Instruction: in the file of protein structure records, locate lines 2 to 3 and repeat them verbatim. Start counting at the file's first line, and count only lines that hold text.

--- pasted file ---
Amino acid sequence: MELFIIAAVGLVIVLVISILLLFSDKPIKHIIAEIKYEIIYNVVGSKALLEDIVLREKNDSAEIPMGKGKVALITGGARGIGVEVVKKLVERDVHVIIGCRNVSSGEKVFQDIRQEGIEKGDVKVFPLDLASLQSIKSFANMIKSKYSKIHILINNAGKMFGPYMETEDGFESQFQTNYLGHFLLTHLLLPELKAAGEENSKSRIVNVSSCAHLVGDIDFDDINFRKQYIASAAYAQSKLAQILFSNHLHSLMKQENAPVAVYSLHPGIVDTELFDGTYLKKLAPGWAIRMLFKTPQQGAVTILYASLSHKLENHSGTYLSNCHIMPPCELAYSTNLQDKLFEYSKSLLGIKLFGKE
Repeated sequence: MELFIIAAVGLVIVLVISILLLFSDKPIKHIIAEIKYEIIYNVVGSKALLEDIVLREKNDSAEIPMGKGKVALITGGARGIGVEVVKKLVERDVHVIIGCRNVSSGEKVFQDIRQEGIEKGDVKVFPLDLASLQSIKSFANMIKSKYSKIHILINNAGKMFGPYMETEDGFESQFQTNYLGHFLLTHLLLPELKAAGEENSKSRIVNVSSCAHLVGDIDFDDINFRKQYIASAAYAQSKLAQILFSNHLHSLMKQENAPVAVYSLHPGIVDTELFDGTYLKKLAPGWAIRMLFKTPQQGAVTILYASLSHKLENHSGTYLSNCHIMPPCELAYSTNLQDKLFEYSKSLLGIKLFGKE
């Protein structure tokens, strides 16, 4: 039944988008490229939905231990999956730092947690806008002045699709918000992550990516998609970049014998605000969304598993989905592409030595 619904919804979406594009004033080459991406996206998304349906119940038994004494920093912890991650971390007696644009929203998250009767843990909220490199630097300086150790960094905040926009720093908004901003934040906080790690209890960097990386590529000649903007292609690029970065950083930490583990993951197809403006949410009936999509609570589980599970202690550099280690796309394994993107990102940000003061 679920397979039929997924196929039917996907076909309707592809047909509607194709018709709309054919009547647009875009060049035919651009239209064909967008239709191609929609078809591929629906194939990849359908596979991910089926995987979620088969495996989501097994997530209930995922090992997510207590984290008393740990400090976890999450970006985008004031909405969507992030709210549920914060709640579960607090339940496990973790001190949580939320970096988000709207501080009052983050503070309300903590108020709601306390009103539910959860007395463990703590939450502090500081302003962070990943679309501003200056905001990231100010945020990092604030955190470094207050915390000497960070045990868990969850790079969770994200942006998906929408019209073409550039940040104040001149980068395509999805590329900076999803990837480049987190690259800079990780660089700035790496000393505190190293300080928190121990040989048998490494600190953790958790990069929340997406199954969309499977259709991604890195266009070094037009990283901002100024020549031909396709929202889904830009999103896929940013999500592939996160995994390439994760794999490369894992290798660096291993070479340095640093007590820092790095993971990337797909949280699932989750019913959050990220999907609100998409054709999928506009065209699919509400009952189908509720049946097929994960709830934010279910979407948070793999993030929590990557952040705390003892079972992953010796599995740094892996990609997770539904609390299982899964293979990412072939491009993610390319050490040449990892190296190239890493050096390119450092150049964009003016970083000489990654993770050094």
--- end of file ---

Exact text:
Repeated sequence: MELFIIAAVGLVIVLVISILLLFSDKPIKHIIAEIKYEIIYNVVGSKALLEDIVLREKNDSAEIPMGKGKVALITGGARGIGVEVVKKLVERDVHVIIGCRNVSSGEKVFQDIRQEGIEKGDVKVFPLDLASLQSIKSFANMIKSKYSKIHILINNAGKMFGPYMETEDGFESQFQTNYLGHFLLTHLLLPELKAAGEENSKSRIVNVSSCAHLVGDIDFDDINFRKQYIASAAYAQSKLAQILFSNHLHSLMKQENAPVAVYSLHPGIVDTELFDGTYLKKLAPGWAIRMLFKTPQQGAVTILYASLSHKLENHSGTYLSNCHIMPPCELAYSTNLQDKLFEYSKSLLGIKLFGKE
């Protein structure tokens, strides 16, 4: 039944988008490229939905231990999956730092947690806008002045699709918000992550990516998609970049014998605000969304598993989905592409030595 619904919804979406594009004033080459991406996206998304349906119940038994004494920093912890991650971390007696644009929203998250009767843990909220490199630097300086150790960094905040926009720093908004901003934040906080790690209890960097990386590529000649903007292609690029970065950083930490583990993951197809403006949410009936999509609570589980599970202690550099280690796309394994993107990102940000003061 679920397979039929997924196929039917996907076909309707592809047909509607194709018709709309054919009547647009875009060049035919651009239209064909967008239709191609929609078809591929629906194939990849359908596979991910089926995987979620088969495996989501097994997530209930995922090992997510207590984290008393740990400090976890999450970006985008004031909405969507992030709210549920914060709640579960607090339940496990973790001190949580939320970096988000709207501080009052983050503070309300903590108020709601306390009103539910959860007395463990703590939450502090500081302003962070990943679309501003200056905001990231100010945020990092604030955190470094207050915390000497960070045990868990969850790079969770994200942006998906929408019209073409550039940040104040001149980068395509999805590329900076999803990837480049987190690259800079990780660089700035790496000393505190190293300080928190121990040989048998490494600190953790958790990069929340997406199954969309499977259709991604890195266009070094037009990283901002100024020549031909396709929202889904830009999103896929940013999500592939996160995994390439994760794999490369894992290798660096291993070479340095640093007590820092790095993971990337797909949280699932989750019913959050990220999907609100998409054709999928506009065209699919509400009952189908509720049946097929994960709830934010279910979407948070793999993030929590990557952040705390003892079972992953010796599995740094892996990609997770539904609390299982899964293979990412072939491009993610390319050490040449990892190296190239890493050096390119450092150049964009003016970083000489990654993770050094």